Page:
In February, Scott Freiman makes his fourth visit in six years to the Cleveland Museum of Art. Freiman is a composer, musician, teacher, record label owner, and software entrepreneur who is also a leading expert on the Beatles. His popular “Deconstructing the Beatles” lectures have taken him not only to theaters and colleges across the United States but also to corporations such as Pixar, Google, and Facebook.

“Deconstructing the Beatles” is a series of multimedia presentations that examine and analyze the many innovative songwriting and production techniques used by the Fab Four. Freiman’s lectures are supplemented by photographs, graphics, film clips, and snatches of sound and music. He has prepared individual talks on Sgt. Pepper’s Lonely Hearts Club Band, The White Album, Revolver, Rubber Soul, “Strawberry Fields Forever,” and the Beatles’ early years. All of these lectures have been presented in Cleveland, drawing a few thousand fans; the first four talks have recently been videotaped for showings in movie theaters across the country.

Freiman’s in-person appearance in February (postponed from January) finds him premiering a brand new show: “Roll Up! Deconstructing the Beatles’ Magical Mystery Tour,” and also reprising 2013’s “Yeah! Yeah! Yeah! Deconstructing the Early Beatles.” Neither of these lectures has been recorded or filmed.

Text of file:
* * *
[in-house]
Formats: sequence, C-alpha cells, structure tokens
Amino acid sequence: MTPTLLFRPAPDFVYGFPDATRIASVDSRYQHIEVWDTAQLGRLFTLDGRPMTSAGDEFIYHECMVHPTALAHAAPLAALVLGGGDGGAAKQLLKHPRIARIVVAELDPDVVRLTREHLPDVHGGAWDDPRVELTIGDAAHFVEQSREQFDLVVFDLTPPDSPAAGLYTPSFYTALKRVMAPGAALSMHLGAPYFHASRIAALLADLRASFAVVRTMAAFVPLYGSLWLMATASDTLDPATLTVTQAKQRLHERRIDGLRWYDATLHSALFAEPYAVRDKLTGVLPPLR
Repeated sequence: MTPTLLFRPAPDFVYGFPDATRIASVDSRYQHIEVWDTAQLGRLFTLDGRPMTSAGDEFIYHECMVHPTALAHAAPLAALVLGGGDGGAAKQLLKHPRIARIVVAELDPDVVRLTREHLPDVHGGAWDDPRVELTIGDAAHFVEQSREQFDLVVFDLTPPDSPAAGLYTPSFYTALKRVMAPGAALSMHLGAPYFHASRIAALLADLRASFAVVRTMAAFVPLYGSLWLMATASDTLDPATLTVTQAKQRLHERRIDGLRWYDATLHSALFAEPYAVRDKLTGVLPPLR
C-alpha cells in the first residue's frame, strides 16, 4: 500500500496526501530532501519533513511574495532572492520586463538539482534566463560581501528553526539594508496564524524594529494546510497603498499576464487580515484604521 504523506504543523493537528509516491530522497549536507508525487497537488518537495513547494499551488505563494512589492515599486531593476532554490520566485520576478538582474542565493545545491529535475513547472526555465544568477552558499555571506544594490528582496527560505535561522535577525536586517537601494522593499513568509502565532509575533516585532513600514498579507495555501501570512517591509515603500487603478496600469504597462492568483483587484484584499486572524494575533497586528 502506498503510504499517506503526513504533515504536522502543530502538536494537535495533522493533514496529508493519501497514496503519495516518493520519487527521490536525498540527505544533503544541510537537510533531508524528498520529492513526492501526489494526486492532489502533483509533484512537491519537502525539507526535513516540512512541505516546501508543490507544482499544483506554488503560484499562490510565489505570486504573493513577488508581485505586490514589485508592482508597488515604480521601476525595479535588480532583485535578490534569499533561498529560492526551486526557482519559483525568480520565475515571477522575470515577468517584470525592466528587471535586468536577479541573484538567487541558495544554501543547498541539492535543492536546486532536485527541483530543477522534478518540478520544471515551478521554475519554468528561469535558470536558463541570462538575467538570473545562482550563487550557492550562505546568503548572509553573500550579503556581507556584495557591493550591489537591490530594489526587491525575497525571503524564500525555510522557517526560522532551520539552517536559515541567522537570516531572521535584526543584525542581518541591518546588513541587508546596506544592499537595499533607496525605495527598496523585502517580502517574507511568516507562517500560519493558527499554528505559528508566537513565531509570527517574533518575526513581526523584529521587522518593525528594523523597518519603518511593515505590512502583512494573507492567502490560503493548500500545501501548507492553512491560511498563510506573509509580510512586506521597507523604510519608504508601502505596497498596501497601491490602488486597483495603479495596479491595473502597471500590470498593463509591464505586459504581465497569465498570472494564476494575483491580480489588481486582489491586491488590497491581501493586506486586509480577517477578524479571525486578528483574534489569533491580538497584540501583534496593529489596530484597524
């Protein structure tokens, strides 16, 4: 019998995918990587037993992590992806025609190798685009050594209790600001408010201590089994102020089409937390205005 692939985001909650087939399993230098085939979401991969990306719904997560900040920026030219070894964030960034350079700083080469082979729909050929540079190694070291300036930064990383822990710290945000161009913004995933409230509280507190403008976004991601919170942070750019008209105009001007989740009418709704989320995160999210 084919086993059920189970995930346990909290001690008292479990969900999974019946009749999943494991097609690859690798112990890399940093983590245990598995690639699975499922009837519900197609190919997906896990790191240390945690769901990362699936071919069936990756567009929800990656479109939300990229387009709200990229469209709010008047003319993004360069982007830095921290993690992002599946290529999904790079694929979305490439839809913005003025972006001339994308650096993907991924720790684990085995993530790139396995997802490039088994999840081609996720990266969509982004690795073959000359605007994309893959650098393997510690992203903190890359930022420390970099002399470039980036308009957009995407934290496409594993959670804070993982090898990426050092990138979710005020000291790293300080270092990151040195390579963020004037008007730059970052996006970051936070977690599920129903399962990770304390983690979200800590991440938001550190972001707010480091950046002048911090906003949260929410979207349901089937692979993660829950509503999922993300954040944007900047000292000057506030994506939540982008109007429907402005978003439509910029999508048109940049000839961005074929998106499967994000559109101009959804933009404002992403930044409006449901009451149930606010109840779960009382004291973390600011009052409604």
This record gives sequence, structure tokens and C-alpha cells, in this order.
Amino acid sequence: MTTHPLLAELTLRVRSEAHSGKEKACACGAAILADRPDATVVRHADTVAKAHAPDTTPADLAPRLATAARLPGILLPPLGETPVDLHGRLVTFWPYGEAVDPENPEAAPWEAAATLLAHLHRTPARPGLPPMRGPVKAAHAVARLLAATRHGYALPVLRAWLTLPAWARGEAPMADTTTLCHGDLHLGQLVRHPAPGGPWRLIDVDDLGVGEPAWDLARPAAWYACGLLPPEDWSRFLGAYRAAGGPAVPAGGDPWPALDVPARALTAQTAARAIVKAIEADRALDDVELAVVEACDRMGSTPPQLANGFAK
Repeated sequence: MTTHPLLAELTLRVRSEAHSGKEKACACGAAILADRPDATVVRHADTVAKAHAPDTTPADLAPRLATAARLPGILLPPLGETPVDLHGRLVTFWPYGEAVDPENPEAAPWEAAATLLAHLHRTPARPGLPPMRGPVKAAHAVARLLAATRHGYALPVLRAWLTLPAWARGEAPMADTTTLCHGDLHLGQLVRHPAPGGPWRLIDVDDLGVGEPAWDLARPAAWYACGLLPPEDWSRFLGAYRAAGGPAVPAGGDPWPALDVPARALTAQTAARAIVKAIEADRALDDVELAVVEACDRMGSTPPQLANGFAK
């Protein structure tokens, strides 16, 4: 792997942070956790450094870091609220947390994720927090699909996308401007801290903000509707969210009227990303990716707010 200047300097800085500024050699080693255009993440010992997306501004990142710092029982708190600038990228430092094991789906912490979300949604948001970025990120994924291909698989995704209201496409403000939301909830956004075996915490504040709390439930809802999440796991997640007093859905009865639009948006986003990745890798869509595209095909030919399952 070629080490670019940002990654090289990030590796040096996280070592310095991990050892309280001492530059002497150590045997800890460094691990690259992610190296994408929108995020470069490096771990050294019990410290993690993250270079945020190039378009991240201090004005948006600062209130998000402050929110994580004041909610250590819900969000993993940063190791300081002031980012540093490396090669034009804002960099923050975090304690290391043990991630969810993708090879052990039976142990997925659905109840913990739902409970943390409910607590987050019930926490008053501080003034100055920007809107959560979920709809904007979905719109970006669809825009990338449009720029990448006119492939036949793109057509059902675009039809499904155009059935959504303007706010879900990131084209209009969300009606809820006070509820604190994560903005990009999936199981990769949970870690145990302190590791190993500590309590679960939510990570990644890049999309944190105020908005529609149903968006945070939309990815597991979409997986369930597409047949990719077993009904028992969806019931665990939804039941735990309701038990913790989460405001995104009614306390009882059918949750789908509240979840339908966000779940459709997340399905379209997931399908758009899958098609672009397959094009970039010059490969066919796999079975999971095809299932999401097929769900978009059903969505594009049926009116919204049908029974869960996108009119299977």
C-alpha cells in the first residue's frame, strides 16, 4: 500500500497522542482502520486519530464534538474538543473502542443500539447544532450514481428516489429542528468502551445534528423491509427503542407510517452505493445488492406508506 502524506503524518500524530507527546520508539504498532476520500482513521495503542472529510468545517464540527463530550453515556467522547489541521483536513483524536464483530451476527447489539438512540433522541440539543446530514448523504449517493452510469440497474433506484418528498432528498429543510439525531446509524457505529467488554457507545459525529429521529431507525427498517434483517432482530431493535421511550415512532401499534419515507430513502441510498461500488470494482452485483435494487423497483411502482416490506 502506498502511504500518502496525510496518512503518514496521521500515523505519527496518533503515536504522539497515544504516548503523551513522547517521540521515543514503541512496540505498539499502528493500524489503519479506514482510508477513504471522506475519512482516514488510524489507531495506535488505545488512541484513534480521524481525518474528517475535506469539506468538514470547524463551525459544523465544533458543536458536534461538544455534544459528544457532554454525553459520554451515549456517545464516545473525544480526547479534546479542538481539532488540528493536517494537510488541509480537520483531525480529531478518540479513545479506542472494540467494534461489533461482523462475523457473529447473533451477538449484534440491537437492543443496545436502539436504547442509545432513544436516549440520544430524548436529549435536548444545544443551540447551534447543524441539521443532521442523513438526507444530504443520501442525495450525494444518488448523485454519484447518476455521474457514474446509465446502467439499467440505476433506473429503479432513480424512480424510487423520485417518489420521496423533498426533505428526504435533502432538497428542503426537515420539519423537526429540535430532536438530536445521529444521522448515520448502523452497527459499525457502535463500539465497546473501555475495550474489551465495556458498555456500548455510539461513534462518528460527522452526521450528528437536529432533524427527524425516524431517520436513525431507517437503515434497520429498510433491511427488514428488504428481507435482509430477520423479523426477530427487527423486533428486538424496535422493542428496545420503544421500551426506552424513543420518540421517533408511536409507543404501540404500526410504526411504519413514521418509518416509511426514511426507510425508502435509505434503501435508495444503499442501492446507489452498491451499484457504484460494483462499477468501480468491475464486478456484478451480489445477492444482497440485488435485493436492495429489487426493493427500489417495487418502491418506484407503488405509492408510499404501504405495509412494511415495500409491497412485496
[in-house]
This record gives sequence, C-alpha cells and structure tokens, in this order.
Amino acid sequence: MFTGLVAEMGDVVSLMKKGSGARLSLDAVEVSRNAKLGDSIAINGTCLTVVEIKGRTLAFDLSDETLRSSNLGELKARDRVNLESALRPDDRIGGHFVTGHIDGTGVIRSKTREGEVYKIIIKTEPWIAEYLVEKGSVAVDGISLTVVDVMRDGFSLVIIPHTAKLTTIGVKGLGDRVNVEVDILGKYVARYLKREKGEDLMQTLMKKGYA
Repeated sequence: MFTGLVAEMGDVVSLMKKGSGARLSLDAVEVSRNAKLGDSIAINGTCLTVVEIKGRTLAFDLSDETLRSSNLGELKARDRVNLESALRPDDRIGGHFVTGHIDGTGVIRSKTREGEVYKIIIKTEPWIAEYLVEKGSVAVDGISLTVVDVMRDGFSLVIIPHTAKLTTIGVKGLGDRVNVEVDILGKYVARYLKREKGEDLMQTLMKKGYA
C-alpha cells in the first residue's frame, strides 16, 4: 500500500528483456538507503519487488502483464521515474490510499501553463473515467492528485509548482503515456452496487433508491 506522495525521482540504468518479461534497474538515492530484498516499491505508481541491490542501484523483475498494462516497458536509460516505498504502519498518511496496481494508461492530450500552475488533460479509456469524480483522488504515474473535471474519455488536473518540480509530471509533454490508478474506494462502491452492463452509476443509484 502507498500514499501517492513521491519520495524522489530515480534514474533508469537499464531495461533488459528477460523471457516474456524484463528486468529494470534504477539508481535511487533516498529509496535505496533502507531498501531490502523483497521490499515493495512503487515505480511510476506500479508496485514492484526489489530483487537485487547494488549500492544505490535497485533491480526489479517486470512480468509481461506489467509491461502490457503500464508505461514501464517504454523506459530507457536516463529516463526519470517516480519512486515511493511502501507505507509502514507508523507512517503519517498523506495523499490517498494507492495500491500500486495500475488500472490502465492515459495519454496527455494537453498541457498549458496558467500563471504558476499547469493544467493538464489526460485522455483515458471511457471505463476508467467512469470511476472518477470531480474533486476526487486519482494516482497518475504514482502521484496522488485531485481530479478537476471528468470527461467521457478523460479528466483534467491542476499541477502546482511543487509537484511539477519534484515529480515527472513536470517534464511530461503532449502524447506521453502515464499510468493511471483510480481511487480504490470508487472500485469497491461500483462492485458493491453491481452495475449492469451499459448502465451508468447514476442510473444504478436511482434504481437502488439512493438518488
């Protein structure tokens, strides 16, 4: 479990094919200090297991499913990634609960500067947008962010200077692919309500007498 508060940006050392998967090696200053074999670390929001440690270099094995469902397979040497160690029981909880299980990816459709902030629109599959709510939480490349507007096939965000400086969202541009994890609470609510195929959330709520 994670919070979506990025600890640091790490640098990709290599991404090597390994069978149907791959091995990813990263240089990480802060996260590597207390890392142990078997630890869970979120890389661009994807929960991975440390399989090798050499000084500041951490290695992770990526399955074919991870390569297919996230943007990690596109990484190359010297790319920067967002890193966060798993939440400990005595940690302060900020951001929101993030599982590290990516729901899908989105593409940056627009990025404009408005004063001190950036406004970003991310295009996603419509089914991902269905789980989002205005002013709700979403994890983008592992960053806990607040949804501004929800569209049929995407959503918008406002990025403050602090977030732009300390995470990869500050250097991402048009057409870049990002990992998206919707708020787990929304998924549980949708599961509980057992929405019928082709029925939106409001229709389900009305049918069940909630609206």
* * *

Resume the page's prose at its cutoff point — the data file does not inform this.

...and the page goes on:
Each program $20; CMA members, seniors 65 & over, students $15. Both programs $35; members, seniors, students $25.

Saturday, February 4, 2017, 1:30 pm to 4:00 pm

(Rescheduled from 1/7/2017)
Using a treasure trove of rare audio and video, Beatles expert Scott Freiman traces the formative years of the famous band and the creation of their first singles.

Sunday, February 5, 2017, 1:30 pm to 3:30 pm

(Rescheduled from 1/8/2017)
Beatles expert Scott Freiman takes an in-depth look at the composition and construction of some of the best tracks from the band’s psychedelic 1967 album and TV show, including “The Fool on the Hill,” “I Am the Walrus,” “Penny Lane,” and “All You Need Is Love.”

Morley Lecture Hall
An intimate 158-seat hall and the regular home of the Cleveland Museum of Art Film Series, the Morley Lecture Hall features two variable-speed 35mm film projectors, a 5.1-channel movie stereo sound system, DLP projector, and a masking system that adjusts to all format aspect ratios. Films can be projected from a variety of systems including 35mm, Beta SP, DVD, Blu-ray, and even video servers.

Recital Hall
An intimate 158-seat hall and home to the museum’s two 16mm Xenon projectors and a second DLP video projector.

Gartner Auditorium
Originally designed by Hungarian-born architect Marcel Breuer as part of the 1970 addition to the Cleveland Museum of Art, Gartner Auditorium is a 683-seat multi-use hall that houses the McMyler Memorial Organ (Holtkamp, 1971). The auditorium closed in 2005 for renovation and has been redesigned and refurbished by nationally recognized Cleveland-based architects Westlake Reed Leskosky in collaboration with leading acoustician Paul Scarbrough.

Contains two 35mm film projectors with the ability to project movies in five different aspect ratios onto a Cinemascope screen measuring 37 feet wide. The new auditorium also features 5.1 Dolby Stereo Surround Sound and utilizes our newly installed and calibrated performance audio system.

Curator of Film